Crime and Punishment By Fyodor Dostoevsky Summary and Analysis Part 6: Chapter 6

Summary

After Dunya's departure, Svidrigailov indulges his low, vulgar taste in entertainment places on his way to Sonya's room, next door to his. He tells her that Katerina's three children are very well taken care of. He then gives her 3,000 rubles for her own use. When she tries to refuse, he tells her of Raskolnikov's two alternatives — either a bullet through the head or prison in Siberia. There is only one qualification for accepting the money; she is to tell absolutely no one where it came from. Also she should take it tomorrow or as soon as possible and deposit it with Razumihkin.

Svidrigailov continues on his way to see his 15-year-old fiancée and leaves her a note for 15,000 rubles. Returning now to his room, he dreams of finding a young five-year-old girl whom he picks up and takes to his room. In his dream, this girl suddenly grows older and assumes the role of a depraved French prostitute. Svidrigailov then gets up and wanders to the park where he takes out his revolver and puts a bullet through his head.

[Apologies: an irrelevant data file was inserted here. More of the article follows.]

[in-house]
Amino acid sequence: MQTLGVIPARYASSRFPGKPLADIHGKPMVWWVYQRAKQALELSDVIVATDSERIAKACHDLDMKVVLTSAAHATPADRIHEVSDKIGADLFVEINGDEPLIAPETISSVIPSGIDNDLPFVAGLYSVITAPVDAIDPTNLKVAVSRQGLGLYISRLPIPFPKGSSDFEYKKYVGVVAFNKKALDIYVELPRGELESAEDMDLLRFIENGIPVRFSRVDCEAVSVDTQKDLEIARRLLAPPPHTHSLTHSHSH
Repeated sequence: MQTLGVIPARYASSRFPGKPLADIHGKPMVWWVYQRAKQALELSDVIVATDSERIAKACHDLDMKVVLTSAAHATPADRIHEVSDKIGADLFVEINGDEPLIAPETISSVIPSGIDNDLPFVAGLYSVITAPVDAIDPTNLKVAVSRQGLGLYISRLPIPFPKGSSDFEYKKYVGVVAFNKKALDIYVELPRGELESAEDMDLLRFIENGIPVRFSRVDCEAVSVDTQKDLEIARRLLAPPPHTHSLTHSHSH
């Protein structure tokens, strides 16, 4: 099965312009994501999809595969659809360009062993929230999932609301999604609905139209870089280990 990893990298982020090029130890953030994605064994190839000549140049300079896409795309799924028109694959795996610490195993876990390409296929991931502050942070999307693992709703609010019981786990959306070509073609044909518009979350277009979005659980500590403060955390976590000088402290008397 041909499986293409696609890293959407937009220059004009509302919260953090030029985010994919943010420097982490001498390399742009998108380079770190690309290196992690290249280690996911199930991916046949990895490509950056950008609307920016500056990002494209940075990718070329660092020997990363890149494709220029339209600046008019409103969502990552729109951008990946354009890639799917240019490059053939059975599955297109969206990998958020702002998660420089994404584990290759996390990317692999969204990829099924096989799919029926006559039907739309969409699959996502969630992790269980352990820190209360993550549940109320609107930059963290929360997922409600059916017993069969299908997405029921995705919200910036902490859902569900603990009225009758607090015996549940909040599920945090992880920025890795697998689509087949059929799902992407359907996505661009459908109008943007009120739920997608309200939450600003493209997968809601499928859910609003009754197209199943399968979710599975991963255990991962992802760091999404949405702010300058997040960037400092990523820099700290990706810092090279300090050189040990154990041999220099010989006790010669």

Analysis

After Dunya's declaration that she could never love him, Svidrigailov realized that he needed more than sensual pleasure; he also needed human warmth and affection. His entire life was based on the theory that he was completely self-sufficient and self-contained, that he needed no one, that whatever he wanted he would simply take and ignore any consequences, and that his will was stronger than anything else.

Suddenly with his realization that he needed but could not will the human warmth Dunya could supply, he saw the failure and sham of his previous existence. With this insight, he simply cannot return to his previous mode of existence, which he realized to be false. Likewise, he cannot change. The only thing he has not willed so far is his own death. Immediately after these realizations, he has the dream about the little girl he picked up and who, under his touch, turns into a shameless whore. Thus, these realizations lead him to his suicide. Svidrigailov feels there is no other choice for him except to will his own death.

Svidrigailov's suicide is part of Dostoevsky's thesis that no man can set himself apart from humanity. There can be no superman, no Ubermensch, who is allowed to transgress the law. Sooner or later, every person needs human warmth and companionship.

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